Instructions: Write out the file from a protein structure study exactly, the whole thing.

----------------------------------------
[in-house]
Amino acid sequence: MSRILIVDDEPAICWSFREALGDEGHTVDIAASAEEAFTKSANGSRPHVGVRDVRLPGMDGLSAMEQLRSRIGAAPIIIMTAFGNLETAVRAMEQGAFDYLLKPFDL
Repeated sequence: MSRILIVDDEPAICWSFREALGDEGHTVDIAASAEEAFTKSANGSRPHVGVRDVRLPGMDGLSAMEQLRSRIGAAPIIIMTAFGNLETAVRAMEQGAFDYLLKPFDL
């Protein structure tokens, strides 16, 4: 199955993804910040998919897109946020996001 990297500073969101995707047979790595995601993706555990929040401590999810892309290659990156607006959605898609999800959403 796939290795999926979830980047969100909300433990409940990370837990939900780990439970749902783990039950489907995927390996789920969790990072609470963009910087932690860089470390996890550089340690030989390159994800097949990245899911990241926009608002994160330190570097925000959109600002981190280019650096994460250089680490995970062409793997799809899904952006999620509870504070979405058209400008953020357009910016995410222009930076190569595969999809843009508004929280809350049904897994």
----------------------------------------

[in-house]
Amino acid sequence: MSRILIVDDEPAICWSFREALGDEGHTVDIAASAEEAFTKSANGSRPHVGVRDVRLPGMDGLSAMEQLRSRIGAAPIIIMTAFGNLETAVRAMEQGAFDYLLKPFDL
Repeated sequence: MSRILIVDDEPAICWSFREALGDEGHTVDIAASAEEAFTKSANGSRPHVGVRDVRLPGMDGLSAMEQLRSRIGAAPIIIMTAFGNLETAVRAMEQGAFDYLLKPFDL
């Protein structure tokens, strides 16, 4: 199955993804910040998919897109946020996001 990297500073969101995707047979790595995601993706555990929040401590999810892309290659990156607006959605898609999800959403 796939290795999926979830980047969100909300433990409940990370837990939900780990439970749902783990039950489907995927390996789920969790990072609470963009910087932690860089470390996890550089340690030989390159994800097949990245899911990241926009608002994160330190570097925000959109600002981190280019650096994460250089680490995970062409793997799809899904952006999620509870504070979405058209400008953020357009910016995410222009930076190569595969999809843009508004929280809350049904897994």